Publications, presentations and other activities
Energy budget of the extreme Autumn 2006 in Europe
by M.E. Shongwe (KNMI), R.G. Graversen (KNMI), G.J. van Oldenborgh (KNMI), B.J.J.M. van den Hurk (KNMI), F.J. Doblas-Reyes (European Centre for Medium Range Weather Forecasting (ECMWF))
Autumn 2006 was extraordinarily mild in many parts of Europe. Near-surface temperatures were more than three standard deviations above the 1961-90 climatology. Even accounting for global warming, this event was far outside the probability density function (PDF) of previous observations or climate model simulations. To investigate the mechanisms behind this event, the energy-budget for Autumn 2006 in Europe is estimated. Atmospheric energy-transport convergence over Europe is calculated and compared with the net energy flux at the top of the atmosphere (TOA) as well as at the earth's surface.
The central North-Atlantic Ocean constituted the major source of energy. Here, the release of both sensible and latent heat was anomalously high. Atmospheric circulation played a crucial role by transporting the excess energy into Europe. Of this energy excess, dry-static energy was larger than the latent part, partly due to an additional contribution derived from a conversion of latent energy to sensible heat, which occurred upstream of the study area in the eastern Atlantic. In Europe, surface turbulent-energy fluxes into the atmosphere respond to atmospheric energy-transport convergence and are accordingly suppressed due to the anomalously high temperature and humidity content of the overlying air. The net outflow of radiational energy to space is anomalously high but not sufficient to offset the large positive anomaly of energy found over Europe.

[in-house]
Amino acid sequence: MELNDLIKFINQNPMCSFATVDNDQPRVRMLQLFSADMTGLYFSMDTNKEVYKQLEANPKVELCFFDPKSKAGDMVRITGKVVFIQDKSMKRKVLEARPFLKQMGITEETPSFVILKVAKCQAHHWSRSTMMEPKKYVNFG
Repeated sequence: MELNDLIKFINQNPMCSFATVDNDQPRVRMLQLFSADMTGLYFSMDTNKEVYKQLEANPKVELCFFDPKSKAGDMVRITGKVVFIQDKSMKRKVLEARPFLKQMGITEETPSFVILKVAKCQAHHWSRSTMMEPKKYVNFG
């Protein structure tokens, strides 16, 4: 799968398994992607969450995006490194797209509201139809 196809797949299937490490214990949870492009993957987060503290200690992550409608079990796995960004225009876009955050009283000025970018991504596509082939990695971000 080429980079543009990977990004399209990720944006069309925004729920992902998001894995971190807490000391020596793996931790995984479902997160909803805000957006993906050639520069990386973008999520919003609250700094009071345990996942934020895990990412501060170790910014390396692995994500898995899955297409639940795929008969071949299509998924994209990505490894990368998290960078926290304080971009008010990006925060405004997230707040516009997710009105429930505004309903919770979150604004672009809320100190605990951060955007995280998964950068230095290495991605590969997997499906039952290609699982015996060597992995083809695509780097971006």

Even though the relative humidity was near its normal values in Europe, the specific humidity was considerably higher than usual. The high water-vapour content induced a local radiative positive feedback, increasing the opacity of the atmosphere to long-wave radiation. This appears to have significantly contributed to the extreme event. Atmospheric circulation played a crucial role in sustaining this feedback loop.